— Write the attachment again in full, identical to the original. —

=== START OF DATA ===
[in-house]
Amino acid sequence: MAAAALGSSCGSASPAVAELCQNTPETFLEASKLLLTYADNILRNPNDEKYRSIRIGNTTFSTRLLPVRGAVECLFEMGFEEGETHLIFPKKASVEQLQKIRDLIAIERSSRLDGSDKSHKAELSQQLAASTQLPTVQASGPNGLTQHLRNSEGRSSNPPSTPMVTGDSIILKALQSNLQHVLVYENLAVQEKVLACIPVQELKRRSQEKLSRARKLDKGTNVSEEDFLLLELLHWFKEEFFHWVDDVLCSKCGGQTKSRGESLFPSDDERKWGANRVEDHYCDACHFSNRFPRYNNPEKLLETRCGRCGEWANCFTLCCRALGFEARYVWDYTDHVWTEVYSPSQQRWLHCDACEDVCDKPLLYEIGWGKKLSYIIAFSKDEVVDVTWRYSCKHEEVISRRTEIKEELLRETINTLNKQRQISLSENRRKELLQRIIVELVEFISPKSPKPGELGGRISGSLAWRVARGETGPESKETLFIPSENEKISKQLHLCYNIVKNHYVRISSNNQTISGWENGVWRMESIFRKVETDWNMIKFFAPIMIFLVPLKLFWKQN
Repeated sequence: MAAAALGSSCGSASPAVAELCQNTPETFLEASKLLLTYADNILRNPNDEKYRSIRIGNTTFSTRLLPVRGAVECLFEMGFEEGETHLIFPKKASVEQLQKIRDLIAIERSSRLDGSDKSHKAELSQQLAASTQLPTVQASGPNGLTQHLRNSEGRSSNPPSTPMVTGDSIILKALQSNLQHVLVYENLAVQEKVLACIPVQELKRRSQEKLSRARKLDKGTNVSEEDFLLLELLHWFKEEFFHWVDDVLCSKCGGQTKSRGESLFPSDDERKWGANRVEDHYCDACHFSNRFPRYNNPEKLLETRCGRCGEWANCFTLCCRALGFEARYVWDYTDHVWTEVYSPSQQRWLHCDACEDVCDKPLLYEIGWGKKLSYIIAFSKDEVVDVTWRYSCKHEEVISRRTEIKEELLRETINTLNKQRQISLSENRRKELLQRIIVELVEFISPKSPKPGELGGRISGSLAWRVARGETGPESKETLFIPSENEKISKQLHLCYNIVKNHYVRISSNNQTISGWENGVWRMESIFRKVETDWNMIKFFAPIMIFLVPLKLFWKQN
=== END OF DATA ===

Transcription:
[in-house]
Amino acid sequence: MAAAALGSSCGSASPAVAELCQNTPETFLEASKLLLTYADNILRNPNDEKYRSIRIGNTTFSTRLLPVRGAVECLFEMGFEEGETHLIFPKKASVEQLQKIRDLIAIERSSRLDGSDKSHKAELSQQLAASTQLPTVQASGPNGLTQHLRNSEGRSSNPPSTPMVTGDSIILKALQSNLQHVLVYENLAVQEKVLACIPVQELKRRSQEKLSRARKLDKGTNVSEEDFLLLELLHWFKEEFFHWVDDVLCSKCGGQTKSRGESLFPSDDERKWGANRVEDHYCDACHFSNRFPRYNNPEKLLETRCGRCGEWANCFTLCCRALGFEARYVWDYTDHVWTEVYSPSQQRWLHCDACEDVCDKPLLYEIGWGKKLSYIIAFSKDEVVDVTWRYSCKHEEVISRRTEIKEELLRETINTLNKQRQISLSENRRKELLQRIIVELVEFISPKSPKPGELGGRISGSLAWRVARGETGPESKETLFIPSENEKISKQLHLCYNIVKNHYVRISSNNQTISGWENGVWRMESIFRKVETDWNMIKFFAPIMIFLVPLKLFWKQN
Repeated sequence: MAAAALGSSCGSASPAVAELCQNTPETFLEASKLLLTYADNILRNPNDEKYRSIRIGNTTFSTRLLPVRGAVECLFEMGFEEGETHLIFPKKASVEQLQKIRDLIAIERSSRLDGSDKSHKAELSQQLAASTQLPTVQASGPNGLTQHLRNSEGRSSNPPSTPMVTGDSIILKALQSNLQHVLVYENLAVQEKVLACIPVQELKRRSQEKLSRARKLDKGTNVSEEDFLLLELLHWFKEEFFHWVDDVLCSKCGGQTKSRGESLFPSDDERKWGANRVEDHYCDACHFSNRFPRYNNPEKLLETRCGRCGEWANCFTLCCRALGFEARYVWDYTDHVWTEVYSPSQQRWLHCDACEDVCDKPLLYEIGWGKKLSYIIAFSKDEVVDVTWRYSCKHEEVISRRTEIKEELLRETINTLNKQRQISLSENRRKELLQRIIVELVEFISPKSPKPGELGGRISGSLAWRVARGETGPESKETLFIPSENEKISKQLHLCYNIVKNHYVRISSNNQTISGWENGVWRMESIFRKVETDWNMIKFFAPIMIFLVPLKLFWKQN